This article first appeared in HWM Jul 2011.
While Intel’s Sandy Bridge platform faced some obstacles right out of the blocks with faulty hardware that necessitated a recall, the problem’s now fixed, with numerous laptop makers all jumping in with offerings of their own. In this review, we take on Fujitsu’s S-series 13.3-inch LifeBook SH561.
Aesthetically, the SH561 is clad in "Urban White" for the most part, save for its base unit that's adorned in black. The lid sports pin-striped etchings with Fujitsu's Infinity Mark brandished in silver. Generally, the SH561 offers a durable build with little flex on the wrist-rest. At 1.75kg, this baby is also highly portable considering it packs a DVD drive as well.
The SH561 lives up to its all-rounder reputation with a wholesome offering of ports, including an HDMI port and three USB 2.0 slots. While USB 3.0 is clearly absent, one of its USB ports does boast of a charging feature. In other words, you get to juice up USB devices without having to power on the notebook, provided of course that the laptop is plugged into a wall socket.
Looking at its interior, it is apparent Fujitsu isn't influenced by the current chiclet craze. For input, the SH561 features a tightly packed keyboard with standard 19mm-pitched keys. They delivered a soft tactile feedback when tried. To add, we spotted a dimpled pattern on the wrist-rest that's unique to Fujitsu. While it may appear gimmicky, the "scroll wheel", as well as the Synaptics-driven touchpad, were both quite responsive when used.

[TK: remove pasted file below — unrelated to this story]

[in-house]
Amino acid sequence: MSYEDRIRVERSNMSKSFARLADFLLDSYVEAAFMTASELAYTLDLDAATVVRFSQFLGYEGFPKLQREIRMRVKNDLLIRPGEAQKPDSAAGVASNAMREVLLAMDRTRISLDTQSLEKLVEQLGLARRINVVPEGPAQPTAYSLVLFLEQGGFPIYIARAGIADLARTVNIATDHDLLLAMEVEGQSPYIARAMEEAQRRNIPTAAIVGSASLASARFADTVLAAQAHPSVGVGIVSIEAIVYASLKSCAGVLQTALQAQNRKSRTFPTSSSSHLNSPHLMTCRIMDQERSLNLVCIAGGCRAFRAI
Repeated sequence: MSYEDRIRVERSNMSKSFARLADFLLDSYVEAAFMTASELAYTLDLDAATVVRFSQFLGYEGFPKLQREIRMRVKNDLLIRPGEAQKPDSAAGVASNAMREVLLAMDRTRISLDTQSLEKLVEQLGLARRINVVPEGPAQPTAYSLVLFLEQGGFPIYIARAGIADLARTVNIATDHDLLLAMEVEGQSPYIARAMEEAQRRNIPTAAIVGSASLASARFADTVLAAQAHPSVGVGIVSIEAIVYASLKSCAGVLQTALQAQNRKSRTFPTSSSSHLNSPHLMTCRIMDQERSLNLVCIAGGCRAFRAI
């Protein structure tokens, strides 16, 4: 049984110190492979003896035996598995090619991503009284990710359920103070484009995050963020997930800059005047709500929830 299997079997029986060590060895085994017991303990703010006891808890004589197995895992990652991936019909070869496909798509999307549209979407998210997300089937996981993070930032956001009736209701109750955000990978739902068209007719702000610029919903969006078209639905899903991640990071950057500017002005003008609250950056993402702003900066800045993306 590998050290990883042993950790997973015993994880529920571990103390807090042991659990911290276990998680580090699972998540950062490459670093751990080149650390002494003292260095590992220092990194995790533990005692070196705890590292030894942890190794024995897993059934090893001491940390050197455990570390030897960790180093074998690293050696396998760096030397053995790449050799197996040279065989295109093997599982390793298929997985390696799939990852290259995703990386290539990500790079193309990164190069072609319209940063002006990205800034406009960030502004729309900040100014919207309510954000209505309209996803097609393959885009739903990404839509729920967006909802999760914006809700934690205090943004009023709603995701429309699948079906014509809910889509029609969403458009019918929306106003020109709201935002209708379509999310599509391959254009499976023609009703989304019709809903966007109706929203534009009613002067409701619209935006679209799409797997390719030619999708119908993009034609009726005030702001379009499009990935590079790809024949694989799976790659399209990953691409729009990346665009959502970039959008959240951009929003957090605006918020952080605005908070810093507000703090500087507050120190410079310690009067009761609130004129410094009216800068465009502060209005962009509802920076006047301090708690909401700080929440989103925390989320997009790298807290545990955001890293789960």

Given its glossy (and annoying) treatment on the 1366x768-pixel screen, images are noticeably vivid despite the SH561’s conservative 200 nits rating. Susceptibility to contrast shifts on both axes is one drawback though.
Discrete GT520M graphics powers the SH561 with its internal Intel HD3000 GPU disabled. Not that we are complaining, for results on both 3DMark06 and Far Cry 2 trumped the Toshiba Satellite E300 (which was powered by integrated graphics) by a fair margin. The SH561 also produced 5,671 3DMarks and 59.6fps respectively, compared to Toshiba's 4,918 3DMarks and 25.3fps scores. Battery uptime was noteworthy too, lasting 4 hours and 20 minutes on our DVD loopback test.
As for general processing power, the SH561 clocked a laudable 6,108 PCMarks, just slightly below the Toshiba E300. For that matter, both systems are powered by the Intel Core i5-2410M processor, capable of dynamic overclocking up to 2.90GHz (Turbo Boost 2.0).
Overall, we can safely sum up the SH561 as a dependable and portable machine with decent processing and graphics hardware to match. Although it is tough for us to fault the SH561 apart from its tight viewing angle, it would also be hard to justify the pricey $2,388 tag when more affordable alternatives are available.